With unemployment continuing to skyrocket, the
competition for jobs is stiff. There is an old adage that "you need a job
to find another job." To the extent this adage is given credence by those
making hiring decisions, it appears to reflect what may be viewed as a
discriminatory animus against the unemployed, leaving the unemployed faced with
an uphill climb in their efforts to reenter the workforce. The New Jersey
Legislature recently enacted N.J.S.A. 34:8B-1, a new law designed to
help eliminate this barrier in today's job market.
This new statute banning one form of discrimination
against the unemployed became effective June 1, 2011. It prohibits employers
and their agents or representatives from publishing (in print or on the
Internet) any job listing stating that current employment is a requirement for
job consideration. The law further precludes such advertisements from stating
that either jobless applicants will not be considered for employment or that
only the currently employed will be eligible for the position. One of the
limited exceptions to this law involves the New Jersey Civil Service Commission
employment system, where continuing employment in certain positions is a legal
prerequisite for promotion to other state government jobs. The law similarly
allows employers to specifically identify as part of an advertisement any
necessary job qualifications other than current employment, such as mandated
education and professional licensing; and nothing in the new law bans companies
from advertising that only current employees will be considered for open,
internal job positions.
While N.J.S.A. 34:8B-1 does not allow job seekers
to sue for its violation, employers nevertheless risk the imposition of
significant fines, payable to the New Jersey Department of Labor and Workforce
Development, for noncompliance. These fines include: up to $1,000 payable for
the first offense, up to $5,000 for the second offense and up to $10,000 for
the third and all subsequent offenses. Given these penalties for noncompliance,
it may be prudent for employers to take immediate steps to comply with the
edicts of this new law.
One of the first questions that arises from an analysis
of this recently effective law is whether employers can still consider an
individual's employment status as part of their hiring determination. The law
does not provide a definitive answer on that issue. While refusing to hire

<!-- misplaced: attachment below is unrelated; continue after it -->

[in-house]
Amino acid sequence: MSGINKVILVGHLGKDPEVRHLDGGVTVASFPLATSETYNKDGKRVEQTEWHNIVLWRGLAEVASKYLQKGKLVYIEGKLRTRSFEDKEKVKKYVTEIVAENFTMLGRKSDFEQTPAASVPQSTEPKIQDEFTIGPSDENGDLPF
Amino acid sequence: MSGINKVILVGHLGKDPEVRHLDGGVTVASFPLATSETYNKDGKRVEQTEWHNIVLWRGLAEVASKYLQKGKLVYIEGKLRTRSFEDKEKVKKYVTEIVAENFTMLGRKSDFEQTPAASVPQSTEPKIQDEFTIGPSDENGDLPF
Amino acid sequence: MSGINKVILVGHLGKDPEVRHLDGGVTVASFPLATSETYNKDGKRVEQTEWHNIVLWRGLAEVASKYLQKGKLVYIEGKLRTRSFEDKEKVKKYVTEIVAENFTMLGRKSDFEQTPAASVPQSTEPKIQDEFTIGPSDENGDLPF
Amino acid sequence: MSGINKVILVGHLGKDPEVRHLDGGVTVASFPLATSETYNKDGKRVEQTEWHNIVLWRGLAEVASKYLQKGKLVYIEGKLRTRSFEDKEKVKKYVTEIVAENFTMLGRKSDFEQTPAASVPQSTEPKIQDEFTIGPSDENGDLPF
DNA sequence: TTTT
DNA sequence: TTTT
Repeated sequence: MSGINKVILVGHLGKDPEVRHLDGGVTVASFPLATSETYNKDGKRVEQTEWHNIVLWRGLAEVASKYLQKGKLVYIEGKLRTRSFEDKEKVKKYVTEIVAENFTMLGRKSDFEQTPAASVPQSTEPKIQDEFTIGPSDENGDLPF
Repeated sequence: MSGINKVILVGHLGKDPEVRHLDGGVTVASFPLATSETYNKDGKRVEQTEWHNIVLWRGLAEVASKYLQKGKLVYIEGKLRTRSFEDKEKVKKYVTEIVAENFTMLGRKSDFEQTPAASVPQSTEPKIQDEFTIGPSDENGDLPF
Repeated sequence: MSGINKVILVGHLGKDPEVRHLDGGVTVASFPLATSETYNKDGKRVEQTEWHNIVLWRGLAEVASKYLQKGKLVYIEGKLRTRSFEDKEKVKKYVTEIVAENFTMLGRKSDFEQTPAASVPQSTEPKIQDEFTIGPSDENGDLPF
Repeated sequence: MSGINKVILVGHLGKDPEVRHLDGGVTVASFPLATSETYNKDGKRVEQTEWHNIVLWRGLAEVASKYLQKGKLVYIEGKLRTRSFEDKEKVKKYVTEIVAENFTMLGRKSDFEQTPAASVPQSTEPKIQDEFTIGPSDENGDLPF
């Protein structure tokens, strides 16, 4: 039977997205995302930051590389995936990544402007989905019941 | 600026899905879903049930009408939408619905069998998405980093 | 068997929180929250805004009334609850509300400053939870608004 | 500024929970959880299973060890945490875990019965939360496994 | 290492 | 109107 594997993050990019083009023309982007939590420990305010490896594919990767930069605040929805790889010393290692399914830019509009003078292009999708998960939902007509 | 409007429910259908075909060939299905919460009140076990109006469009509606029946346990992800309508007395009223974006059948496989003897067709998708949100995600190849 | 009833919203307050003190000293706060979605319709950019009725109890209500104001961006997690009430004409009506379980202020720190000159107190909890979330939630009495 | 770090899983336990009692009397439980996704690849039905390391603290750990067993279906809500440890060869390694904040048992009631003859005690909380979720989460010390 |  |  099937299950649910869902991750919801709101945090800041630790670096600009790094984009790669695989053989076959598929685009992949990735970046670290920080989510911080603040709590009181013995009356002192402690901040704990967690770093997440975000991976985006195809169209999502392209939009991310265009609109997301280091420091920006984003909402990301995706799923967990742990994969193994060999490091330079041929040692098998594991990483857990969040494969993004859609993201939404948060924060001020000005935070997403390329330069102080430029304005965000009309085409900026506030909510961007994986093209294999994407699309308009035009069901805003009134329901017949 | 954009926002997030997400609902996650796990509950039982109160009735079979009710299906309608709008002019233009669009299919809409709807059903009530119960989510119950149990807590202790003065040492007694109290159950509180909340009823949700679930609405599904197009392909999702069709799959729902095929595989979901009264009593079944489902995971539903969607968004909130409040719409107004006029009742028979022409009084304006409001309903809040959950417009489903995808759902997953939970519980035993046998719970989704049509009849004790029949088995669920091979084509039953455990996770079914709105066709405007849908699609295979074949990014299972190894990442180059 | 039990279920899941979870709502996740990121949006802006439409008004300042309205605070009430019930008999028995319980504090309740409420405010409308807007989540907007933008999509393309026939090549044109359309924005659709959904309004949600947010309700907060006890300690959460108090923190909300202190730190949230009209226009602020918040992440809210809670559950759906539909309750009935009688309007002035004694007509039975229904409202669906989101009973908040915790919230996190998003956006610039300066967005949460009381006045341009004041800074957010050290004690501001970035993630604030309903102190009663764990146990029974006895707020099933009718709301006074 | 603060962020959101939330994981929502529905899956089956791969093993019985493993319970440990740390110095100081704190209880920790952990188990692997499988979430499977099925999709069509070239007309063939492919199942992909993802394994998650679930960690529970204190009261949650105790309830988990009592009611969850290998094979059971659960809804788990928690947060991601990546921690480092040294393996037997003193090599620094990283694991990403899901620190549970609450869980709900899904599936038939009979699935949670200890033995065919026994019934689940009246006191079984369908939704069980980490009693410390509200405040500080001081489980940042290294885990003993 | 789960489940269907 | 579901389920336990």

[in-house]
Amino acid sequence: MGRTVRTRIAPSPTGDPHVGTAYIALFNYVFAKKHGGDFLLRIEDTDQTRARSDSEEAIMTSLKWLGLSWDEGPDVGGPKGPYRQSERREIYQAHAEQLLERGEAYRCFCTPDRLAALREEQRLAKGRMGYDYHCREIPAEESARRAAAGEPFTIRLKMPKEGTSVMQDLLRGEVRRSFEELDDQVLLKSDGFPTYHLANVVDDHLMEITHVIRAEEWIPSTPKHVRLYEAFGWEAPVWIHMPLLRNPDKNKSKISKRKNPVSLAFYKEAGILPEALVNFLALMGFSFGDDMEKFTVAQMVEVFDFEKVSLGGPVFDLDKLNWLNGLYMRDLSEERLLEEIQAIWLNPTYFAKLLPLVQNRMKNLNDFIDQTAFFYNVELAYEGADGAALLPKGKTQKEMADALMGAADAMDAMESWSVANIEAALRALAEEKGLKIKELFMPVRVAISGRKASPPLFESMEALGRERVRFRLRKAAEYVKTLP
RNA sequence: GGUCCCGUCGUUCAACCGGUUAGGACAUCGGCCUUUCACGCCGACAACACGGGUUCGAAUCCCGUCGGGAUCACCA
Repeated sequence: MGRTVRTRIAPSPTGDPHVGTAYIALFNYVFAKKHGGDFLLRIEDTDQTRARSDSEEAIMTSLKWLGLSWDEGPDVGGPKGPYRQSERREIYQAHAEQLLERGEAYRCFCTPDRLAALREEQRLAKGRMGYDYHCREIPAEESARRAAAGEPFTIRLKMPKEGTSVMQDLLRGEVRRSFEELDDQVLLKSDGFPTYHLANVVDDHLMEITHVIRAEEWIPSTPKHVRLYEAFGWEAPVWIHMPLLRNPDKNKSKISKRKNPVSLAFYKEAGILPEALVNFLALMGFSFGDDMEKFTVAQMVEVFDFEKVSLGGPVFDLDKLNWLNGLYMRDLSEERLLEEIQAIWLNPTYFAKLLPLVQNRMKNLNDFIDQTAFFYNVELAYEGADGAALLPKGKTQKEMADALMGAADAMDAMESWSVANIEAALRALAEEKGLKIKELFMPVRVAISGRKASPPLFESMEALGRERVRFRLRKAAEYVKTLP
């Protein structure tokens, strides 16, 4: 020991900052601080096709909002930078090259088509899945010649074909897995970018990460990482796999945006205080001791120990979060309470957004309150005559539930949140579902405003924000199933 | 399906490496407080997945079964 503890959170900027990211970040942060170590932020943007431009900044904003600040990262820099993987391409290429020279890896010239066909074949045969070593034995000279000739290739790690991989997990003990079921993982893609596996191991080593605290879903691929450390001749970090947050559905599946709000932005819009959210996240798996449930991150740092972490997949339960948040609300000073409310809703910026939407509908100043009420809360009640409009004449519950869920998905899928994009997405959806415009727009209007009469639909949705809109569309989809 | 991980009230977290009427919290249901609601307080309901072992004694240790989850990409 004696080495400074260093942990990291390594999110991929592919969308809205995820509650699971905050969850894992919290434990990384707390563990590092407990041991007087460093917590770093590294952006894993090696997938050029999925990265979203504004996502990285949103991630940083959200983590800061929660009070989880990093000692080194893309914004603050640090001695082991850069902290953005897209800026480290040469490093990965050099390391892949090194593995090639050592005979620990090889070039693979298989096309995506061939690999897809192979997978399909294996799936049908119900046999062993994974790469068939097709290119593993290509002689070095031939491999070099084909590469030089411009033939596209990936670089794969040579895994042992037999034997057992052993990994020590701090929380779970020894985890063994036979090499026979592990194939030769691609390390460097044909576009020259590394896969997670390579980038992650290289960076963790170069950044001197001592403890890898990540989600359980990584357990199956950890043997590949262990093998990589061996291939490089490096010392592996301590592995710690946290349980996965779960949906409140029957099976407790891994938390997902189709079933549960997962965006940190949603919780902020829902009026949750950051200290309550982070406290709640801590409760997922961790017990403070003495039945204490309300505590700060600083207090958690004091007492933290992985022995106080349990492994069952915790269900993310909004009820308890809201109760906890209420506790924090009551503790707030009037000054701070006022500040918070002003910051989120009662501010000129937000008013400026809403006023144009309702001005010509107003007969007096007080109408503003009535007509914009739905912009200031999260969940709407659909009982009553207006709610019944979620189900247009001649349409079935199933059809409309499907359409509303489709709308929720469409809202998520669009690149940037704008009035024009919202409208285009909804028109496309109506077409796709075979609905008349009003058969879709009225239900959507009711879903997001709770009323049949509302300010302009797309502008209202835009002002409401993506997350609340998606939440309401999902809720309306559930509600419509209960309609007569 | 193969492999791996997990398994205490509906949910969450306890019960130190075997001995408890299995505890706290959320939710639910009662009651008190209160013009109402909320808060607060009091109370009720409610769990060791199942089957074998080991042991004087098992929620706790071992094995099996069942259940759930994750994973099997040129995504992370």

someone because of his or her unemployed status would seemingly defeat the
purpose of the law, the statute by its express terms contains no prohibitions
that would interfere with an employer's continuing right to consider an
applicant's employment status as part of the hiring decision. Instead, on its
face, the new law merely precludes the use of specific advertisements
indicating that unemployed applicants are not welcome. Therefore, employers in
New Jersey should still be able to consider an applicant's employment status in
making employment decisions, and can continue probing into the circumstances of
why an applicant may be unemployed. The continuing ability to do so, however,
could be discontinued if recently proposed federal legislation is
passed-legislation that would go beyond the mere proscription of certain kinds
of employment advertisements.
Unlike the New Jersey legislation that plainly falls
short of imposing an absolute ban on consideration of an applicant's unemployed
status, companion bills are now pending in Congress before both the House and
the Senate that would enact even-broader anti-discrimination protections for
the unemployed in the United States. Under these broader pending federal bills,
collectively called the Fair Employment Opportunity Act of 2011, the current
unemployment status of a job candidate could never be considered in the hiring
process, unless current employment is a bona fide occupational qualification
that is reasonably necessary to the performance of the advertised job position.
Similarly, employers and employment agencies would likewise be subject to the
same kinds of restrictions on the content of published and online job
advertisements as those enacted under N.J.S.A. 34:8B-1. Another key
difference between the pending federal bills and the New Jersey law is that,
under the proposed federal measures, aggrieved individuals would have the right
to maintain a private legal action where a panoply of potential remedies are
available-including an award of lost wages, benefits, attorney's fees and legal
costs incurred in filing any lawsuit. Moreover, liquidated damages (damages in
addition to the losses incurred) would also be available, unless the
prospective employer demonstrated that its violation of the law occurred in
At present, these federal bills are at the committee
stage of the legislative process in both the House and the Senate. We will
continue to monitor the progress of these bills, and keep you posted on their
What Does This Mean for Employers?
In the meantime, for those companies doing business in
New Jersey, or who are presently seeking employment candidates in the state, it
is vital that all current and future job postings and advertisements are
reviewed closely to ensure compliance with New Jersey's new protections for the
For Further Information
If you have any questions regarding compliance with N.J.S.A.
34:8B-1, or any other areas of labor or employment law, please contact any member
of the Employment,
Labor, Benefits and Immigration Practice Group or the attorney at the firm
with whom you are regularly in contact.
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